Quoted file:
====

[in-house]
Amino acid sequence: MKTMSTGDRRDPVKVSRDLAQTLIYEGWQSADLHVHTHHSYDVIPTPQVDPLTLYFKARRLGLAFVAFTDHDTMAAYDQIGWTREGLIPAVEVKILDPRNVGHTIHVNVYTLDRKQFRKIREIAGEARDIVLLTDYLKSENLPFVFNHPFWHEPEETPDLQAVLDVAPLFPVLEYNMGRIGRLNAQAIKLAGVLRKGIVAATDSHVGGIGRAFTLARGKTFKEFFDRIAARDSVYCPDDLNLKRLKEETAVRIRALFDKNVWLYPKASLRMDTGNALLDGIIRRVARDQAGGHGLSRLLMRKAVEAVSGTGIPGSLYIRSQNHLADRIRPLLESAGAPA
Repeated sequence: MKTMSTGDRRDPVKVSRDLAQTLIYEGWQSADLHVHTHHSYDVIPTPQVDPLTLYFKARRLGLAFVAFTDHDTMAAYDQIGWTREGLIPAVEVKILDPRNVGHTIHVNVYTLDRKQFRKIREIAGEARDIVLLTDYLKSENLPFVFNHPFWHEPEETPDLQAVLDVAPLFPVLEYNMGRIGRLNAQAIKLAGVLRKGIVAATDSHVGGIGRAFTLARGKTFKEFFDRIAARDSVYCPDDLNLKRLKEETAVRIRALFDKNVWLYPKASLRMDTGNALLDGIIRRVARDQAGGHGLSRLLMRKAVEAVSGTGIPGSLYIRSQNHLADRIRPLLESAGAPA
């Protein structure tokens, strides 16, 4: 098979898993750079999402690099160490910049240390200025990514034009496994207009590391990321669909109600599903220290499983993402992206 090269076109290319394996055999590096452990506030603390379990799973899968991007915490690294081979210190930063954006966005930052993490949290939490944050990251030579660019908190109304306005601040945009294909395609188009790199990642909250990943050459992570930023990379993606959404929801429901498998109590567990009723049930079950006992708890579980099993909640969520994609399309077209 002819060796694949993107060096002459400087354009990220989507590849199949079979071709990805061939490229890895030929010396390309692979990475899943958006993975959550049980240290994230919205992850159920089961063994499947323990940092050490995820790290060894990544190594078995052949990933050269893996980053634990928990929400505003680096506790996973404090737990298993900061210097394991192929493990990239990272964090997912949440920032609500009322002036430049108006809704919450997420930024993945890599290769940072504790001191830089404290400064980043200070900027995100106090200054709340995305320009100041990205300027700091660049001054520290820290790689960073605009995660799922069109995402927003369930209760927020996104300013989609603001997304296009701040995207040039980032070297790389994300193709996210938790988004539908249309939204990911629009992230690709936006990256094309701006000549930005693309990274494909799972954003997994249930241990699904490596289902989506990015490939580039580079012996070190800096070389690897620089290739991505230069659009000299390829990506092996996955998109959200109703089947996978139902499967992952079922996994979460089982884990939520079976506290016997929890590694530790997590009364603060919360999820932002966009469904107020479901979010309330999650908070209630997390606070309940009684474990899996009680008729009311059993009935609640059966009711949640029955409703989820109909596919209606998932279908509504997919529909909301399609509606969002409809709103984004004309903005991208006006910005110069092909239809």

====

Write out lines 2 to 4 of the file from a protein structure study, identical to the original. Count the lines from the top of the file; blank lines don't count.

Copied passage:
Amino acid sequence: MKTMSTGDRRDPVKVSRDLAQTLIYEGWQSADLHVHTHHSYDVIPTPQVDPLTLYFKARRLGLAFVAFTDHDTMAAYDQIGWTREGLIPAVEVKILDPRNVGHTIHVNVYTLDRKQFRKIREIAGEARDIVLLTDYLKSENLPFVFNHPFWHEPEETPDLQAVLDVAPLFPVLEYNMGRIGRLNAQAIKLAGVLRKGIVAATDSHVGGIGRAFTLARGKTFKEFFDRIAARDSVYCPDDLNLKRLKEETAVRIRALFDKNVWLYPKASLRMDTGNALLDGIIRRVARDQAGGHGLSRLLMRKAVEAVSGTGIPGSLYIRSQNHLADRIRPLLESAGAPA
Repeated sequence: MKTMSTGDRRDPVKVSRDLAQTLIYEGWQSADLHVHTHHSYDVIPTPQVDPLTLYFKARRLGLAFVAFTDHDTMAAYDQIGWTREGLIPAVEVKILDPRNVGHTIHVNVYTLDRKQFRKIREIAGEARDIVLLTDYLKSENLPFVFNHPFWHEPEETPDLQAVLDVAPLFPVLEYNMGRIGRLNAQAIKLAGVLRKGIVAATDSHVGGIGRAFTLARGKTFKEFFDRIAARDSVYCPDDLNLKRLKEETAVRIRALFDKNVWLYPKASLRMDTGNALLDGIIRRVARDQAGGHGLSRLLMRKAVEAVSGTGIPGSLYIRSQNHLADRIRPLLESAGAPA
């Protein structure tokens, strides 16, 4: 098979898993750079999402690099160490910049240390200025990514034009496994207009590391990321669909109600599903220290499983993402992206 090269076109290319394996055999590096452990506030603390379990799973899968991007915490690294081979210190930063954006966005930052993490949290939490944050990251030579660019908190109304306005601040945009294909395609188009790199990642909250990943050459992570930023990379993606959404929801429901498998109590567990009723049930079950006992708890579980099993909640969520994609399309077209 002819060796694949993107060096002459400087354009990220989507590849199949079979071709990805061939490229890895030929010396390309692979990475899943958006993975959550049980240290994230919205992850159920089961063994499947323990940092050490995820790290060894990544190594078995052949990933050269893996980053634990928990929400505003680096506790996973404090737990298993900061210097394991192929493990990239990272964090997912949440920032609500009322002036430049108006809704919450997420930024993945890599290769940072504790001191830089404290400064980043200070900027995100106090200054709340995305320009100041990205300027700091660049001054520290820290790689960073605009995660799922069109995402927003369930209760927020996104300013989609603001997304296009701040995207040039980032070297790389994300193709996210938790988004539908249309939204990911629009992230690709936006990256094309701006000549930005693309990274494909799972954003997994249930241990699904490596289902989506990015490939580039580079012996070190800096070389690897620089290739991505230069659009000299390829990506092996996955998109959200109703089947996978139902499967992952079922996994979460089982884990939520079976506290016997929890590694530790997590009364603060919360999820932002966009469904107020479901979010309330999650908070209630997390606070309940009684474990899996009680008729009311059993009935609640059966009711949640029955409703989820109909596919209606998932279908509504997919529909909301399609509606969002409809709103984004004309903005991208006006910005110069092909239809």